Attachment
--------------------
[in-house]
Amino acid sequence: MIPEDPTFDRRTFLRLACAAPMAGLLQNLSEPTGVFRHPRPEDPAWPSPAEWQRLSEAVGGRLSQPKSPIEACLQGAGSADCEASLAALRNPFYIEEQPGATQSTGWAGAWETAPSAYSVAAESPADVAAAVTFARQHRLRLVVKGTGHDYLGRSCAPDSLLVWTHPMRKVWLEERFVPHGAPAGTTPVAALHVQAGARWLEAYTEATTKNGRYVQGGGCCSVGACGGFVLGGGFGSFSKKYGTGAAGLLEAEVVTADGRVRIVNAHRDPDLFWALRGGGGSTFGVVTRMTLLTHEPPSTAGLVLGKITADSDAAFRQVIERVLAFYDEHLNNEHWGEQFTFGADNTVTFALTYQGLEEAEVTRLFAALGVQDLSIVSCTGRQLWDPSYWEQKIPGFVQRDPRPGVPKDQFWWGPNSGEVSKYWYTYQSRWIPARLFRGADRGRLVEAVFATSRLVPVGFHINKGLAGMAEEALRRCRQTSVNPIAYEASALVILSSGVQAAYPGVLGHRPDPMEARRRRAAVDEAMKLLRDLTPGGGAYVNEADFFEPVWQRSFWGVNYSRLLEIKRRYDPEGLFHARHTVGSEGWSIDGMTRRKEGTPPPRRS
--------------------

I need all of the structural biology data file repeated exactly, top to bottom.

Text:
[in-house]
Amino acid sequence: MIPEDPTFDRRTFLRLACAAPMAGLLQNLSEPTGVFRHPRPEDPAWPSPAEWQRLSEAVGGRLSQPKSPIEACLQGAGSADCEASLAALRNPFYIEEQPGATQSTGWAGAWETAPSAYSVAAESPADVAAAVTFARQHRLRLVVKGTGHDYLGRSCAPDSLLVWTHPMRKVWLEERFVPHGAPAGTTPVAALHVQAGARWLEAYTEATTKNGRYVQGGGCCSVGACGGFVLGGGFGSFSKKYGTGAAGLLEAEVVTADGRVRIVNAHRDPDLFWALRGGGGSTFGVVTRMTLLTHEPPSTAGLVLGKITADSDAAFRQVIERVLAFYDEHLNNEHWGEQFTFGADNTVTFALTYQGLEEAEVTRLFAALGVQDLSIVSCTGRQLWDPSYWEQKIPGFVQRDPRPGVPKDQFWWGPNSGEVSKYWYTYQSRWIPARLFRGADRGRLVEAVFATSRLVPVGFHINKGLAGMAEEALRRCRQTSVNPIAYEASALVILSSGVQAAYPGVLGHRPDPMEARRRRAAVDEAMKLLRDLTPGGGAYVNEADFFEPVWQRSFWGVNYSRLLEIKRRYDPEGLFHARHTVGSEGWSIDGMTRRKEGTPPPRRS